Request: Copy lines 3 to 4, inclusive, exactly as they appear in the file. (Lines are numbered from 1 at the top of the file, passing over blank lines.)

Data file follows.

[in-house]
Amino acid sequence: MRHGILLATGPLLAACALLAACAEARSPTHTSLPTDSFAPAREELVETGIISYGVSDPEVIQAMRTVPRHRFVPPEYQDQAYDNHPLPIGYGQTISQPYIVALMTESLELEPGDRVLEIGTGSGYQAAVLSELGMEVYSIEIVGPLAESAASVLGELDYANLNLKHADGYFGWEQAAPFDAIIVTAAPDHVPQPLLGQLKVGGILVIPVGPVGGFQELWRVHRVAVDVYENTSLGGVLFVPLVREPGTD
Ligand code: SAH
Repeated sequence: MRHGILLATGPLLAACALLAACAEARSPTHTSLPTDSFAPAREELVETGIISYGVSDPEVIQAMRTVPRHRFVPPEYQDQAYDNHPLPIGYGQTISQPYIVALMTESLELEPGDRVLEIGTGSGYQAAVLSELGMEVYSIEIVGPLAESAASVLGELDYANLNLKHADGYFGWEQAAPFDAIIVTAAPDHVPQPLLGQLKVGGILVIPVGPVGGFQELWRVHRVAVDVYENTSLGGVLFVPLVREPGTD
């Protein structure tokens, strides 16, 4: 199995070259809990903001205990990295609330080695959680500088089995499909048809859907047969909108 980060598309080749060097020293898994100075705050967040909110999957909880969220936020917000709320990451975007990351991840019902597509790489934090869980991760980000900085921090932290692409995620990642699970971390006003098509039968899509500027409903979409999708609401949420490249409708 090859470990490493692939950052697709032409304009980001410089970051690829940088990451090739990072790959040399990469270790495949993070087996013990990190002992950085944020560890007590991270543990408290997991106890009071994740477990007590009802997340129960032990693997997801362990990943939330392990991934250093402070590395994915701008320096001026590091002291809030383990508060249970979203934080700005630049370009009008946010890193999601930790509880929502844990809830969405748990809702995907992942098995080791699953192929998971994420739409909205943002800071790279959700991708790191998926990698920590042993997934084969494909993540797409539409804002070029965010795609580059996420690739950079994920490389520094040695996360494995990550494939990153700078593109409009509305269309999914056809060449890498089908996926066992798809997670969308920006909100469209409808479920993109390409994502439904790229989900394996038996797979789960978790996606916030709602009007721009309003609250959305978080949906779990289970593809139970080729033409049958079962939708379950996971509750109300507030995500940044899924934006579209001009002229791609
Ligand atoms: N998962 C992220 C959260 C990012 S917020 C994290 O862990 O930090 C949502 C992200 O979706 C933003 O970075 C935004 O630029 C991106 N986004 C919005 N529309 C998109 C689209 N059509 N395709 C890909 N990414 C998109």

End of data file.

Ligand code: SAH
Repeated sequence: MRHGILLATGPLLAACALLAACAEARSPTHTSLPTDSFAPAREELVETGIISYGVSDPEVIQAMRTVPRHRFVPPEYQDQAYDNHPLPIGYGQTISQPYIVALMTESLELEPGDRVLEIGTGSGYQAAVLSELGMEVYSIEIVGPLAESAASVLGELDYANLNLKHADGYFGWEQAAPFDAIIVTAAPDHVPQPLLGQLKVGGILVIPVGPVGGFQELWRVHRVAVDVYENTSLGGVLFVPLVREPGTD